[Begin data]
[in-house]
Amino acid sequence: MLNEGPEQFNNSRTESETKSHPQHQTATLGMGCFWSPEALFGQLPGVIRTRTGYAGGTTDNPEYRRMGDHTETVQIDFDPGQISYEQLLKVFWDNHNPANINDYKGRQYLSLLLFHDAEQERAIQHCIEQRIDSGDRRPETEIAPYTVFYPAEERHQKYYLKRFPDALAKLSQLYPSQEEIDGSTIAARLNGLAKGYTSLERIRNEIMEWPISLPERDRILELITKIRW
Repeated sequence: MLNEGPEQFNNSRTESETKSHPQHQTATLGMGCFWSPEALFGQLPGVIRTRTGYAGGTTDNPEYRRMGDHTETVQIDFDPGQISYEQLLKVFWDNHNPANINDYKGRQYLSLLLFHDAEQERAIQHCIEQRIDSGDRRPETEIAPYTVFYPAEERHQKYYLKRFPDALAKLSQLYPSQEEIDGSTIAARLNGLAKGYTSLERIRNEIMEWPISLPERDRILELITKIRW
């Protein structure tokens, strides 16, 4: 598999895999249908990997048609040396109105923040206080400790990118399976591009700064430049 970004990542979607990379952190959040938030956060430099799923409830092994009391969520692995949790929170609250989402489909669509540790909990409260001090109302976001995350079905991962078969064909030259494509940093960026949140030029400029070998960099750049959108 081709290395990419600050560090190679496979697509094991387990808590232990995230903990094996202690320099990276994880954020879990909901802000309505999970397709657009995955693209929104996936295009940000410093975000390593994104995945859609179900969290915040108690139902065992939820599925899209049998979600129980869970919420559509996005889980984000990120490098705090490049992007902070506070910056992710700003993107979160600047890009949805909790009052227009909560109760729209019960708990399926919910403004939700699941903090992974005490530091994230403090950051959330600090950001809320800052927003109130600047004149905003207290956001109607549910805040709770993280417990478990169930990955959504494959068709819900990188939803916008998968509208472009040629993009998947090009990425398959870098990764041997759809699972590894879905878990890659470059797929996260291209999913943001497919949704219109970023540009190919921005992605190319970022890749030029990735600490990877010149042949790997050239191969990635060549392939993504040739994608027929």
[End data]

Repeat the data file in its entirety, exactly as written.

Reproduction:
[in-house]
Amino acid sequence: MLNEGPEQFNNSRTESETKSHPQHQTATLGMGCFWSPEALFGQLPGVIRTRTGYAGGTTDNPEYRRMGDHTETVQIDFDPGQISYEQLLKVFWDNHNPANINDYKGRQYLSLLLFHDAEQERAIQHCIEQRIDSGDRRPETEIAPYTVFYPAEERHQKYYLKRFPDALAKLSQLYPSQEEIDGSTIAARLNGLAKGYTSLERIRNEIMEWPISLPERDRILELITKIRW
Repeated sequence: MLNEGPEQFNNSRTESETKSHPQHQTATLGMGCFWSPEALFGQLPGVIRTRTGYAGGTTDNPEYRRMGDHTETVQIDFDPGQISYEQLLKVFWDNHNPANINDYKGRQYLSLLLFHDAEQERAIQHCIEQRIDSGDRRPETEIAPYTVFYPAEERHQKYYLKRFPDALAKLSQLYPSQEEIDGSTIAARLNGLAKGYTSLERIRNEIMEWPISLPERDRILELITKIRW
């Protein structure tokens, strides 16, 4: 598999895999249908990997048609040396109105923040206080400790990118399976591009700064430049 970004990542979607990379952190959040938030956060430099799923409830092994009391969520692995949790929170609250989402489909669509540790909990409260001090109302976001995350079905991962078969064909030259494509940093960026949140030029400029070998960099750049959108 081709290395990419600050560090190679496979697509094991387990808590232990995230903990094996202690320099990276994880954020879990909901802000309505999970397709657009995955693209929104996936295009940000410093975000390593994104995945859609179900969290915040108690139902065992939820599925899209049998979600129980869970919420559509996005889980984000990120490098705090490049992007902070506070910056992710700003993107979160600047890009949805909790009052227009909560109760729209019960708990399926919910403004939700699941903090992974005490530091994230403090950051959330600090950001809320800052927003109130600047004149905003207290956001109607549910805040709770993280417990478990169930990955959504494959068709819900990188939803916008998968509208472009040629993009998947090009990425398959870098990764041997759809699972590894879905878990890659470059797929996260291209999913943001497919949704219109970023540009190919921005992605190319970022890749030029990735600490990877010149042949790997050239191969990635060549392939993504040739994608027929």